In November 2020, Turkish President Recep Tayyip Erdogan sacked his son-in-law, Finance Minister Berat Albayrak, in a humiliating manner that led to a political crisis within the ruling party and Erdogan's loss of his right arm therein. Erdogan offered his son-in-law as a scapegoat, declaring the failure of his economic policies. This matter will have negative repercussions for the cohesion of the ruling party after the process of liquidating the figures affiliated with Erdogan's son-in-law, and will lead to an increase in the influence of the nationalists within the party and in the government institutions.
The Turkish economy continues to suffer from its crisis which has deepened in 2020. November 2020 began with a rapid deterioration in the price of the Turkish lira due to the decision by the Central Bank (TCMB) to keep the interest rate unchanged during October 2020, until the price of the lira reached 8.58 liras to the dollar. Despite the slight improvement in Turkey's economy at this stage, the return of the lockdown measures due to the coronavirus pandemic that prevent discipline in financial spending threatens the return of the climate of acute crisis in the country.
A Turkish prosecutor filed a case with the constitutional court on March 17, 2021 demanding the closure of the Kurdish Peoples' Democratic Party (HDP), accusing it of colluding with the banned Kurdish militant movement, the Kurdistan Workers’ Party (PKK), which is designated a terrorist organization in Turkey.
HDP had attempted "to destroy the inseparable unity of the Turkish state and the nation through the actions and statements of its members." The party is also accused of “not standing by Turkey and its interests on any domestic or international issue.”
This case has caused a debate among political parties and movements in Turkey, especially that it comes in a difficult period of time in which the country is going through at the domestic and external levels. This step follows an escalation by the Turkish government against HDP and its members since Nov. 2016. This is indicative of a clear desire by the ruling alliance in Turkey to re-engineer the political life in the country to dismantle the alliance of the opposition, which HDP is one of its pillars. It is also a preemptive step before the upcoming parliamentary elections. This raises many questions about the future awaiting HDP in Turkey and the implications of its potential ban on the political landscape in the country.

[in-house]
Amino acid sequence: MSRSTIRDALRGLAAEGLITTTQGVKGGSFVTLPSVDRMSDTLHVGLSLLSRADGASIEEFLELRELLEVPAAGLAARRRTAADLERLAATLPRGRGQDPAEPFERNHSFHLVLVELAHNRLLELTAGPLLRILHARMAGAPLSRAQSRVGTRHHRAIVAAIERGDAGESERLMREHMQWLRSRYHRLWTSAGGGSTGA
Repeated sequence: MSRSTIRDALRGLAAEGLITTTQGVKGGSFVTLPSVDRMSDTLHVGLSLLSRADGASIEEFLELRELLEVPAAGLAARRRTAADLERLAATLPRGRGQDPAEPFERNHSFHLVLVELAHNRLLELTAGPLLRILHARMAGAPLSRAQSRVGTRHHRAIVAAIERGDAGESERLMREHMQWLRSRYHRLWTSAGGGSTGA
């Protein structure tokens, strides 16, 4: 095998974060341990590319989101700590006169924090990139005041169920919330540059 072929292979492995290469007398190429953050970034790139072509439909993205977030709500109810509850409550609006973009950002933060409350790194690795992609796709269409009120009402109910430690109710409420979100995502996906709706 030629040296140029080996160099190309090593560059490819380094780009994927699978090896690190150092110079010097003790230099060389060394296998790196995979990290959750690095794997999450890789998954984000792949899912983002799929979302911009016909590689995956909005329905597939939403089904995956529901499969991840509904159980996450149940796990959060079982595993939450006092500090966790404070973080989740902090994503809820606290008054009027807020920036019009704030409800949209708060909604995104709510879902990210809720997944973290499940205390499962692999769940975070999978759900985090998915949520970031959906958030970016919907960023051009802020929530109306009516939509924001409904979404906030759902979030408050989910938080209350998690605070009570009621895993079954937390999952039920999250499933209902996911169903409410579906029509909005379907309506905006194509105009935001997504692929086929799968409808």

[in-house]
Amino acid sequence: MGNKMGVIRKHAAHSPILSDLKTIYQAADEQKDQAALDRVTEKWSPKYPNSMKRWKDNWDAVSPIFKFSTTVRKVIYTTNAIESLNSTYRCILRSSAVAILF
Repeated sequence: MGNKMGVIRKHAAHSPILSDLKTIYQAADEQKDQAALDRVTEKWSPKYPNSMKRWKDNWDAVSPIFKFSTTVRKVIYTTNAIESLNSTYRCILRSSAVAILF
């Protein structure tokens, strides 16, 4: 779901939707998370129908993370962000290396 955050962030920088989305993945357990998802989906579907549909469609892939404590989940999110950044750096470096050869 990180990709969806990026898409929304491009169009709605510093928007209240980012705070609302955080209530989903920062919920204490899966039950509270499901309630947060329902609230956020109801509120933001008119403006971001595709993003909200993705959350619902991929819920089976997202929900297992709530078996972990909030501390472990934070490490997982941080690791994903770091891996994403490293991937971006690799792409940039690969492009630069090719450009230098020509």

The ruling Justice and Development Party (AKP) in Turkey is going through a state of disintegration in its traditional social base since 2013 in the wake of disagreement with the Gülen movement led by Fethullah Gülen. Huge segments of the Turkish conservative class started to shun AKP. In the summer of 2016, the botched coup attempt deepened this rift after Turkish President Recep Tayyip Erdogan forged an alliance with the Nationalist Movement Party (MHP) as part of the People's Alliance. This has led to the rise of the nationalist tendencies inside AKP and policies of the Turkish regime while traditional leaders started to leave the party.
However, AKP defeat in local elections in June 2019 has clearly shown this base disintegration, especially when Erdogan’s ruling party lost Istanbul mayoral elections in front of its historical rival the Republican People's Party (CHP) after 25 years of controlling this position. Since then, Erdogan has been looking for a new formula to run in the upcoming elections, whether by cementing his alliance with the nationalists or by looking for new allies. The Turkish president is also trying to restore his historical conservative base. To this end, he has been trying for some time to woo his old mentor, Necmettin Erbakan’s movement.
This paper analyzes Erdogan’s tendency for rapprochement with Erbakan’s movement by clarifying its indicators, motives, and challenges facing AKP leadership to conclude this alliance, and its future consequences.
Turkey is today undergoing significant political turbulence. President Erdogan’s popularity is in decline and the incumbent Justice and Development Party (AKP) appears increasingly vulnerable to
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